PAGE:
Sandbaggers: A delightful bit of late 70s British TV. Roy Marsden (of the Inspector Dalgilesh Mysteries) leads as Director of Ops Neil Burnside, a cold, cynical man who oversees the daily functions of Secret Intelligence. He also has operational command of a small – as in, three guys – unit of field operatives codenamed the “Sandbaggers.” But the show has very little to do with them. Most of the show depicts Burnside walking in and out of offices: talking to the Deputy Head of SIS, or to their boss “C”, or to the Permanent Undersecretary of State – Burnside’s ex-father-in-law – or to his friend Jeff Ross at the CIA. This show’s about politics, not sexy sexy danger.
In the first episode, the head of Norway’s fledgling intelligence agency asks Burnside for help in retrieving a crashed spy plane inside Russian territory. Burnside denies him, civilly but without much compassion: there is no demonstrated intelligence benefit for his Sandbaggers to risk their lives for a Norwegian foul-up. Then he’s told, by the Undersecretary, that he doesn’t have a choice: the Norwegian ambassador has already pressed the Prime Minister into helping. After protesting to “C,” Burnside has to coordinate with the CIA to make sure they don’t stray into the op, then with the RAF to use a spy plane. All the while, the Norwegian secret service is pressuring Burnside to hurry up.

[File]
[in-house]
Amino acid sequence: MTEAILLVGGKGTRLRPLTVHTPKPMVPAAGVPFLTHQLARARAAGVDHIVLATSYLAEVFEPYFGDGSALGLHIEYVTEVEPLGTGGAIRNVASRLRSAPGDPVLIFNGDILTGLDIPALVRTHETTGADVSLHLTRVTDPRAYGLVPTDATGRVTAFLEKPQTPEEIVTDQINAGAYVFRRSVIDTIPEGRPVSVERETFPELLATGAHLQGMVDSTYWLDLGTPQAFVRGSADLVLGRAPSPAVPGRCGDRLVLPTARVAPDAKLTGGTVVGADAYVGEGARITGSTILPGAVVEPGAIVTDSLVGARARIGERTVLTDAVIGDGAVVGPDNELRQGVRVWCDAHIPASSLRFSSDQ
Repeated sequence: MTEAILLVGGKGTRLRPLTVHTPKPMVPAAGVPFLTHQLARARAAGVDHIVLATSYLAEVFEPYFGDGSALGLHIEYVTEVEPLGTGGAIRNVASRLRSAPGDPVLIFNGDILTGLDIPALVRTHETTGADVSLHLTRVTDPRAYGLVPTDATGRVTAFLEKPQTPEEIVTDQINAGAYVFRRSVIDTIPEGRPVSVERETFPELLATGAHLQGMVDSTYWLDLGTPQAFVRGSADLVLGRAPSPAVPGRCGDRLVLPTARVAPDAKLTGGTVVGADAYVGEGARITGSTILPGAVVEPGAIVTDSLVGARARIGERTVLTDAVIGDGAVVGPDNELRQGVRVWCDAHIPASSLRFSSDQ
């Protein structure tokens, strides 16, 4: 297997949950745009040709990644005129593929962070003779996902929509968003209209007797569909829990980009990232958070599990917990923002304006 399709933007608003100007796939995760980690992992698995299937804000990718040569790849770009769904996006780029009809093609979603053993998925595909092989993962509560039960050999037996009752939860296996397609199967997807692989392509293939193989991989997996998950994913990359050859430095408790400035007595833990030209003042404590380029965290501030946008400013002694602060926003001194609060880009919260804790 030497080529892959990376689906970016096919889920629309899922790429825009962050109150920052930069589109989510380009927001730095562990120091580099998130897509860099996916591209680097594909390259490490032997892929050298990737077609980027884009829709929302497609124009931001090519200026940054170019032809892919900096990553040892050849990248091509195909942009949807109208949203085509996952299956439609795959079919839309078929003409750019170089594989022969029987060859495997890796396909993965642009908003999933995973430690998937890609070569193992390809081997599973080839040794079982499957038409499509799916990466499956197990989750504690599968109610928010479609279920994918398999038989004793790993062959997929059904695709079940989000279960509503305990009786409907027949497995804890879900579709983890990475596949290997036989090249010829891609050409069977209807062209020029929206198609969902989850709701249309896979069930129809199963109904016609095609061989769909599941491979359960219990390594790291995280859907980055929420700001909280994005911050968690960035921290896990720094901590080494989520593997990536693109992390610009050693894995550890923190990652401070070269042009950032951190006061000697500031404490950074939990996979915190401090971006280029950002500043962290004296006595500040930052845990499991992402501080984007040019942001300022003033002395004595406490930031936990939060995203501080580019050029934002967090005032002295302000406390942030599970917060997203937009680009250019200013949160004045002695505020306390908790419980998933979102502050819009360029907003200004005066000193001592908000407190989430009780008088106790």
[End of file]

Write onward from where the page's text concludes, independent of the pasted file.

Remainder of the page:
Then, things get complicated.
It sounds boring from the way I’m describing it, but if you’re into high-stakes politics it’s fascinating. The Sandbaggers doesn’t have the virtue of a high budget, forcing its creators to rely on sharp dialogue and tight plotting to keep the tension high. Most of it takes place in Westminster offices. If you thought The Wire stinted on exposition, imagine how your mind will reel the first time someone answers a phone with, “P.A. to Dee Ops.” And the show doesn’t flinch from the toll that its depicted occupation – the secret intelligence of a Western power – takes on the lives of the people employed. It’s a John le Carre novel – one of the good ones – brought to the small screen.
Of course, it takes Marsden’s personality as Neil Burnside to make the whole thing work. Burnside is a quiet, cold man, infuriating in his belief that he’s the smartest person in the room. And he’s right. He’s not cocky – just cynical and calm. Burnside can be wrong, of course: “Is Your Journey Really Necessary?” shows him mistaking how far an agent can be pushed and the tragic consequences. He can also be deceitful, hypocritical and treacherous to his allies. He’s the likely inspiration for some of the better anti-heroes of 00s television: Al Swearengen, Tony Soprano, Walter White, Don Draper. Good thing he’s on your side.